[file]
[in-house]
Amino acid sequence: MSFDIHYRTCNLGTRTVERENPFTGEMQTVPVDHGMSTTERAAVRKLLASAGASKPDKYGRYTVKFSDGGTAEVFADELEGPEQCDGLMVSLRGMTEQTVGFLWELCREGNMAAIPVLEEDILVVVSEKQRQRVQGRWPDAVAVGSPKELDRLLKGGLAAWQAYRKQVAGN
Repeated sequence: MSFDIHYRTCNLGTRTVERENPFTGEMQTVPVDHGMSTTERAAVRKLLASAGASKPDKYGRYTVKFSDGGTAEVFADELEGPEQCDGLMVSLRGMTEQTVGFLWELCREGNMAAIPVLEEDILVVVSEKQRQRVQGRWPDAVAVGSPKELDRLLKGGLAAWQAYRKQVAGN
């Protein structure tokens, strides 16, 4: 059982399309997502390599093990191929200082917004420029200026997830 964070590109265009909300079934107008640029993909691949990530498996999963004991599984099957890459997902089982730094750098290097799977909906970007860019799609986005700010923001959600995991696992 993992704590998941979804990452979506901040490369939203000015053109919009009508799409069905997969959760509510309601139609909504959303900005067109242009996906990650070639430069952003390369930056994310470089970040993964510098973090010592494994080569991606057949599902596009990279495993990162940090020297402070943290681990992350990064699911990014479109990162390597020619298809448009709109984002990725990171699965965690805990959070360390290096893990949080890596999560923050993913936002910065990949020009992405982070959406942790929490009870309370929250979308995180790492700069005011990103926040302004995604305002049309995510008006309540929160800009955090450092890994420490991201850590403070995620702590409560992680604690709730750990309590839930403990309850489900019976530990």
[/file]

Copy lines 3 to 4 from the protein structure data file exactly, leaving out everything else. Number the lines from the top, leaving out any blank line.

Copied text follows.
Repeated sequence: MSFDIHYRTCNLGTRTVERENPFTGEMQTVPVDHGMSTTERAAVRKLLASAGASKPDKYGRYTVKFSDGGTAEVFADELEGPEQCDGLMVSLRGMTEQTVGFLWELCREGNMAAIPVLEEDILVVVSEKQRQRVQGRWPDAVAVGSPKELDRLLKGGLAAWQAYRKQVAGN
């Protein structure tokens, strides 16, 4: 059982399309997502390599093990191929200082917004420029200026997830 964070590109265009909300079934107008640029993909691949990530498996999963004991599984099957890459997902089982730094750098290097799977909906970007860019799609986005700010923001959600995991696992 993992704590998941979804990452979506901040490369939203000015053109919009009508799409069905997969959760509510309601139609909504959303900005067109242009996906990650070639430069952003390369930056994310470089970040993964510098973090010592494994080569991606057949599902596009990279495993990162940090020297402070943290681990992350990064699911990014479109990162390597020619298809448009709109984002990725990171699965965690805990959070360390290096893990949080890596999560923050993913936002910065990949020009992405982070959406942790929490009870309370929250979308995180790492700069005011990103926040302004995604305002049309995510008006309540929160800009955090450092890994420490991201850590403070995620702590409560992680604690709730750990309590839930403990309850489900019976530990």